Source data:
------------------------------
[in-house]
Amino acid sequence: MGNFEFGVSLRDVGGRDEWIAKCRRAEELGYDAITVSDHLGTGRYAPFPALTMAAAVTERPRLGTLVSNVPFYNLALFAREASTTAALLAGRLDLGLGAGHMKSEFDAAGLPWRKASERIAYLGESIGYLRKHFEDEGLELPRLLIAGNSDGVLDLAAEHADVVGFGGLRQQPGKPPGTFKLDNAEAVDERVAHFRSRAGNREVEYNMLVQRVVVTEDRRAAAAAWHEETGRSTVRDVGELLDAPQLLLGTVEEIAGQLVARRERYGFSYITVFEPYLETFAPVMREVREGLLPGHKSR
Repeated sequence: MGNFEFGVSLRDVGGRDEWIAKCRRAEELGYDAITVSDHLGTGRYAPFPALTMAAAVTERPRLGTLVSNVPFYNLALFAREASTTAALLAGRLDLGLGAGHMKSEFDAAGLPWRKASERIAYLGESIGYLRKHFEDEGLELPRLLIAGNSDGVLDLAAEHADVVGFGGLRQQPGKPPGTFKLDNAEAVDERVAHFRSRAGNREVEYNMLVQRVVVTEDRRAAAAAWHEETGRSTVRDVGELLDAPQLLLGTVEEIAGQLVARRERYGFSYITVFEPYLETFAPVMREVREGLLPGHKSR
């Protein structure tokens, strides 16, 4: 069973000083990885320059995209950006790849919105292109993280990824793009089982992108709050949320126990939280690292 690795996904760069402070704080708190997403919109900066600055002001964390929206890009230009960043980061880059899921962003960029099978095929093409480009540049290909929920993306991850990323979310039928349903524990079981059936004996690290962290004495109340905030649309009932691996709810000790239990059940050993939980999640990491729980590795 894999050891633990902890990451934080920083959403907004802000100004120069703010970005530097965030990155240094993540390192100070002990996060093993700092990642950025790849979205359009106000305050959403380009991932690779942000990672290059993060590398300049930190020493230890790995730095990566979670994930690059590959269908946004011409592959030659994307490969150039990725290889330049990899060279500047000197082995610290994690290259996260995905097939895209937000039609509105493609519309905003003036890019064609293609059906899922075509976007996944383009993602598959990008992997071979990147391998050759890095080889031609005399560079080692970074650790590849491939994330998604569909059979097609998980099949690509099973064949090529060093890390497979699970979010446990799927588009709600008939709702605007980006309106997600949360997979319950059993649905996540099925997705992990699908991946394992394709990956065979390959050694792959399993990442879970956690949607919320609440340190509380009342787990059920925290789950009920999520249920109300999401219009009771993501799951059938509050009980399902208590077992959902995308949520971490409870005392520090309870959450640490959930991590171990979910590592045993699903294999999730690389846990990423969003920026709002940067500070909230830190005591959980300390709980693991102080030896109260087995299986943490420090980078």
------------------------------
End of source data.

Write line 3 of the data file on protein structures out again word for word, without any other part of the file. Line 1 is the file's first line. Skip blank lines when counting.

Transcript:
Repeated sequence: MGNFEFGVSLRDVGGRDEWIAKCRRAEELGYDAITVSDHLGTGRYAPFPALTMAAAVTERPRLGTLVSNVPFYNLALFAREASTTAALLAGRLDLGLGAGHMKSEFDAAGLPWRKASERIAYLGESIGYLRKHFEDEGLELPRLLIAGNSDGVLDLAAEHADVVGFGGLRQQPGKPPGTFKLDNAEAVDERVAHFRSRAGNREVEYNMLVQRVVVTEDRRAAAAAWHEETGRSTVRDVGELLDAPQLLLGTVEEIAGQLVARRERYGFSYITVFEPYLETFAPVMREVREGLLPGHKSR